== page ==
• February 19, 2013
    Guest Post

    by U.S. District Court Judge Robert W. Pratt, Southern District of Iowa

    In late January, U.S. Sen. Tom Harkin (D-Iowa) announced he would retire when this session of Congress ends in December, 2014. I have known Tom Harkin since we worked together as young lawyers at the Polk County (Des Moines, Iowa) Legal Aid Society. The first paragraph of any article about Harkin must mention the Americans with Disabilities Act, the landmark civil rights legislation outlawing discrimination against those with disabilities passed in the congress of 1989-90. This is as it should be because that law has literally changed the face of America but there is so much more, however, that most people do not know about his work.

    While at Polk County legal aid as a young lawyer he lobbied the Iowa legislature to pass the Uniform Consumer Credit Code, lobbied to eliminate the sovereign immunity for tort liability for governments, worked against those who wanted to raise the interest rates for consumers and challenged in the Iowa Supreme Court a loitering ordinance that was used indiscriminately against the poor.

    Although Iowa is now a politically competitive state, it was not always so.  From the time of the Civil War, just as southern states were solidly Democratic, Iowa was solidly Republican.  It was once common wisdom that “Iowa would go Democratic when hell went Methodist.” Remarkably   Harkin, during his political career has defeated five incumbent members of Congress, and is the only Democrat in Iowa’s history to be re-elected to the U.S. Senate. Along the way he has helped Iowa’s state Democratic Party to be one of the most progressive and best organized in the country. Harkin’s political legacy in Iowa is secure because of that and also because so many of his former staff and campaign people are prominent in today’s progressive movement.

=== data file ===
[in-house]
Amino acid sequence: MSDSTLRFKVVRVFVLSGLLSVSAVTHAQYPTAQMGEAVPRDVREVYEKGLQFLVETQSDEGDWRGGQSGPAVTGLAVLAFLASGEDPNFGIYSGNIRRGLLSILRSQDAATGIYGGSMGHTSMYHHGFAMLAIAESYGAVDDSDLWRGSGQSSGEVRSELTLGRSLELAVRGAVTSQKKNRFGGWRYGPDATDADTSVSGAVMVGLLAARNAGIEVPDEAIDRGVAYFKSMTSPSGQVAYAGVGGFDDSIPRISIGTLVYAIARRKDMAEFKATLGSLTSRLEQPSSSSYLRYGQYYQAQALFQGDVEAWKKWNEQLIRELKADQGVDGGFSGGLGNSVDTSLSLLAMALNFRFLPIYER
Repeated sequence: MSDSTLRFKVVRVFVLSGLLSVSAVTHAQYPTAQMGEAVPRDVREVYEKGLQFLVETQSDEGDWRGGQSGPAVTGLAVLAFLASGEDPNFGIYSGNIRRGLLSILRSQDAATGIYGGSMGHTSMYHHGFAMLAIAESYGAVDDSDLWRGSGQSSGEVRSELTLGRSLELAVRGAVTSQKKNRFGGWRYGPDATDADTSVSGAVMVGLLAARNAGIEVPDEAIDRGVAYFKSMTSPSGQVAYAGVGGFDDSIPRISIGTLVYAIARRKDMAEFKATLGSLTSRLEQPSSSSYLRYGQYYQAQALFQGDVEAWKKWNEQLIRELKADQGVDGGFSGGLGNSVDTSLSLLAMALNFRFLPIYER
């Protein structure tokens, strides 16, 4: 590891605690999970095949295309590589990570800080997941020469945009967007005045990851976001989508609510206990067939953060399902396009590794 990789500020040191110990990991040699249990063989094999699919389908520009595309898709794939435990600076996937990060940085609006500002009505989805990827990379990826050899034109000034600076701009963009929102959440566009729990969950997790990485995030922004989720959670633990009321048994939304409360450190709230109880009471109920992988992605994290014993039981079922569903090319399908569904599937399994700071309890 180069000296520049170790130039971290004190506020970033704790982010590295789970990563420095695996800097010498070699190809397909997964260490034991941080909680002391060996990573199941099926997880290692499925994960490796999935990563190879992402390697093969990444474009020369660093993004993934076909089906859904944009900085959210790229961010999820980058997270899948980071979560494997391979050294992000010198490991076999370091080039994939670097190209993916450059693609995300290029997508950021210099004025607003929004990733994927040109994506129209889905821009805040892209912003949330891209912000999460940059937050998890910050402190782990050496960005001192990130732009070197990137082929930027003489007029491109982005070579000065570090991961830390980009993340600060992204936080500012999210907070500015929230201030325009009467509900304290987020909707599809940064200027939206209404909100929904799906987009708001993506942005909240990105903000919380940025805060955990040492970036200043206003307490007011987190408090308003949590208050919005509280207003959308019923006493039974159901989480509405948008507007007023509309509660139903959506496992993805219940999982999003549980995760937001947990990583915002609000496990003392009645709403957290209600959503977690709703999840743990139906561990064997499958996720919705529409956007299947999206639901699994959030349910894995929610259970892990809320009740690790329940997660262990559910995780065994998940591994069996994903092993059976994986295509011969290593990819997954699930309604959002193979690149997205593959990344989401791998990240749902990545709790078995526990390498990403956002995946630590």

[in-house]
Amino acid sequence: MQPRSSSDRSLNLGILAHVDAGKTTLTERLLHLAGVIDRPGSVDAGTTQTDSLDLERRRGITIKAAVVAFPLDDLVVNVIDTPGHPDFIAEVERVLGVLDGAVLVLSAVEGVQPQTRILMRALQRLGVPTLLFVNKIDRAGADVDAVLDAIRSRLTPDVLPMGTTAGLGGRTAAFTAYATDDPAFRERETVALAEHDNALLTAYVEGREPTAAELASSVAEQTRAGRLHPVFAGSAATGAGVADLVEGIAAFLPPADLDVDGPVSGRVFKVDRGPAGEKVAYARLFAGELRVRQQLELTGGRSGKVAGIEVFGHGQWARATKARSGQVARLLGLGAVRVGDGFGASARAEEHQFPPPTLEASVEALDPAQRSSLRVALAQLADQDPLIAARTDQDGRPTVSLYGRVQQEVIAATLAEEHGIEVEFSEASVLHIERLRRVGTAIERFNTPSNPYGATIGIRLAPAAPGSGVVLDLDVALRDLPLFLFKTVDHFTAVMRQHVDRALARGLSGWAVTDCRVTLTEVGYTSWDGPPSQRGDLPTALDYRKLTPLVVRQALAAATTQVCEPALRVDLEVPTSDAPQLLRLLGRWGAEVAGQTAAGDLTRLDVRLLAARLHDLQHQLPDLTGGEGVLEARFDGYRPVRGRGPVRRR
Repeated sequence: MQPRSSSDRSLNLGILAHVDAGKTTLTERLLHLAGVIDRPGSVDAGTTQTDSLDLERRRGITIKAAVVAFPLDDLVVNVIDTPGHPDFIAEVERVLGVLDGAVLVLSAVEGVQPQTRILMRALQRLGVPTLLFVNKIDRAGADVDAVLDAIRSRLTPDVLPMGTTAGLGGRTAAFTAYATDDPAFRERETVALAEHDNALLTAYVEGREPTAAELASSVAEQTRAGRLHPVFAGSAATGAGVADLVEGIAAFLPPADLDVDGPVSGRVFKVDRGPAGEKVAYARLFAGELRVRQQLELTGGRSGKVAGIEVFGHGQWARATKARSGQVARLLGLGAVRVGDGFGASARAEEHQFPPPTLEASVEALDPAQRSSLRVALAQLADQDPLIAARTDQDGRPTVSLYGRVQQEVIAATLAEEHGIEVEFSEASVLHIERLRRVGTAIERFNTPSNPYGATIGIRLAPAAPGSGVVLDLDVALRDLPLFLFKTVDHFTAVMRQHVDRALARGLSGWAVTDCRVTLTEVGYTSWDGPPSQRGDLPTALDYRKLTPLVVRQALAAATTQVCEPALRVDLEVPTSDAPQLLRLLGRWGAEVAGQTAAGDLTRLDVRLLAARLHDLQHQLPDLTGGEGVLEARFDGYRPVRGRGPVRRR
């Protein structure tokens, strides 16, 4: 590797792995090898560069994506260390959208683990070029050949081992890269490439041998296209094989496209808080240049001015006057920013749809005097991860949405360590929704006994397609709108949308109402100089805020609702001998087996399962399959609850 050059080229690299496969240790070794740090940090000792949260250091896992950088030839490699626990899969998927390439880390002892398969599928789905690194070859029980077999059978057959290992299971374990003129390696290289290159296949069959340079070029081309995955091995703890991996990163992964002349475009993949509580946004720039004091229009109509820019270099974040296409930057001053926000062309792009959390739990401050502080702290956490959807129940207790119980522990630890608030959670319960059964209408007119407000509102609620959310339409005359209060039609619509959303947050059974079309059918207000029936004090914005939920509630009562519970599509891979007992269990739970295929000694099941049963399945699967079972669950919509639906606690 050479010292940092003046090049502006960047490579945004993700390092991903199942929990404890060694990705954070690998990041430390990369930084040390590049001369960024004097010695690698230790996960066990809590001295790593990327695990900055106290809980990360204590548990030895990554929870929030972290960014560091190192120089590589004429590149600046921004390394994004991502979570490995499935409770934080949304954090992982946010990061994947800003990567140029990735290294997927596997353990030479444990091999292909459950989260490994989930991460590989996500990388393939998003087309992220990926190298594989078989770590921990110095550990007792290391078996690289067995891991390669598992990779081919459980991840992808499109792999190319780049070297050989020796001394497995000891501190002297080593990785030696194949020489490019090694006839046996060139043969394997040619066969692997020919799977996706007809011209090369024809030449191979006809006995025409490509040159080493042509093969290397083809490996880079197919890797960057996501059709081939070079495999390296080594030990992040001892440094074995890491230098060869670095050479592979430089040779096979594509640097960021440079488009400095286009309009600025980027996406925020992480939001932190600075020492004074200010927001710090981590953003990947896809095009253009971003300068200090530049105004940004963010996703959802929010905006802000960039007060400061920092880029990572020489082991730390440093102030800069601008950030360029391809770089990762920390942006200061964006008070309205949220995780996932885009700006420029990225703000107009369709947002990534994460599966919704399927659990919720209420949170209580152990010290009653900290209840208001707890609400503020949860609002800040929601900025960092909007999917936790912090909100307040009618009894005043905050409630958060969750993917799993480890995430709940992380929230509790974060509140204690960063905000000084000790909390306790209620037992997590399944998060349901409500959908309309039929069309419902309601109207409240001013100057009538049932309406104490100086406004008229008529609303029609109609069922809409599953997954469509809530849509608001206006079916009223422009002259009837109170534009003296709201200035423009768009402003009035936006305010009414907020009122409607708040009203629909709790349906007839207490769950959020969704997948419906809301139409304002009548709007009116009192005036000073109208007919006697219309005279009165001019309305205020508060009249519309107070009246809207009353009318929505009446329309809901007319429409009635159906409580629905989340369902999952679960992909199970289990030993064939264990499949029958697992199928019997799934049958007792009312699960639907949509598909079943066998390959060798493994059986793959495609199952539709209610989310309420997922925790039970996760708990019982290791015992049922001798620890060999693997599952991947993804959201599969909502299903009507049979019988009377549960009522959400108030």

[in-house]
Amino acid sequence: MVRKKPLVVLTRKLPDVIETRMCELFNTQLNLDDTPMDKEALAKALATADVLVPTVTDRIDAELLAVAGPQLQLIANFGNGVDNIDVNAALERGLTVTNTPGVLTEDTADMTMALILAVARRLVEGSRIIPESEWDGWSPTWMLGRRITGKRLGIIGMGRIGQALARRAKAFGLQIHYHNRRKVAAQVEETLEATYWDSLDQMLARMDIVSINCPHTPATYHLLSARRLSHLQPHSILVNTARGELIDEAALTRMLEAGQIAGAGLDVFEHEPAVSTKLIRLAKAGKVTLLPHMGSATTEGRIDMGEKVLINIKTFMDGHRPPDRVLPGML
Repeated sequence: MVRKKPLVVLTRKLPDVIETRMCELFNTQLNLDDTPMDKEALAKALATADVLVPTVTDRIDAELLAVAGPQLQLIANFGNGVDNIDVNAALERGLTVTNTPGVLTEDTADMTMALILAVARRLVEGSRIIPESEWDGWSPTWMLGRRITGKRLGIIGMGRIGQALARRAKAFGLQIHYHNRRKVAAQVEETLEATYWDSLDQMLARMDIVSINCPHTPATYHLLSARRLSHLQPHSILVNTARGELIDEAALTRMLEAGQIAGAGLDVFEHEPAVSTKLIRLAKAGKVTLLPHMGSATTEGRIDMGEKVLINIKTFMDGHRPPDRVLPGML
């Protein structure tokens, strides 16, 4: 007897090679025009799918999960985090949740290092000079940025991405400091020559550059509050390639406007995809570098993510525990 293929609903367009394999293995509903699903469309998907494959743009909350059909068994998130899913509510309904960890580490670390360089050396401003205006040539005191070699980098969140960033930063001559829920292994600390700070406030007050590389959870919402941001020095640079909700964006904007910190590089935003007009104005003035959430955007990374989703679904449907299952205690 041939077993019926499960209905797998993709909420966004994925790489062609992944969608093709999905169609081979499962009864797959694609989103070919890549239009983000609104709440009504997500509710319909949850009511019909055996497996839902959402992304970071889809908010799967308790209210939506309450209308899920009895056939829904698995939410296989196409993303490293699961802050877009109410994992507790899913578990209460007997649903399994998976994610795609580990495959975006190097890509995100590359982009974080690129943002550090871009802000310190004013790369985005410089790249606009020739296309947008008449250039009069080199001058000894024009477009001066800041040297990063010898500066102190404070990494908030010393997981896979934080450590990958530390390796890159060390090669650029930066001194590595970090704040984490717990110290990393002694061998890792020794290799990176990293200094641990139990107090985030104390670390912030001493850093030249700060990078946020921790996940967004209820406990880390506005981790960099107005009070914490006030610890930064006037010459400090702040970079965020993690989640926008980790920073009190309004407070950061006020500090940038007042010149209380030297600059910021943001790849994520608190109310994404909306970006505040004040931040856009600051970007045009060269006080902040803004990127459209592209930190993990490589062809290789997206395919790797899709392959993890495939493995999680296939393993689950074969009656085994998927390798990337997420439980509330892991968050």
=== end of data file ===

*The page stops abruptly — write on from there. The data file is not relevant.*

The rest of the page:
• November 5, 2009

    The Senate held a hearing on the Employment Non-Discrimination Act (ENDA) today, "which is a top priority of the Obama Administration and the Justice Department," according to the Justice Deparment's blog. ENDA would permit legal action against employers determined to have descriminated against an employee for their sexual orientation or gender identity.

    At today's hearing before the Senate Committee on Health, Education, Labor and Pensions (HELP), Assistant Attorney General Thomas E. Perez of the Civil Right Division testified about the plight of "our lesbian, gay, bisexual and transgender brothers and sisters" in the workplace:

    No American should be denied a job or the opportunity to earn promotions, pay raises and other benefits of employment because of his or her sexual orientation or gender identity, which have no bearing on work performance. No one should be fired because he or she is gay, lesbian, bisexual or transgender. Period. 


    Protecting valued members of our workforce from discrimination should not be left to a patchwork of state and local laws that leaves large gaps in coverage. Discrimination in my home state of Maryland is just as wrong as discrimination in Montana.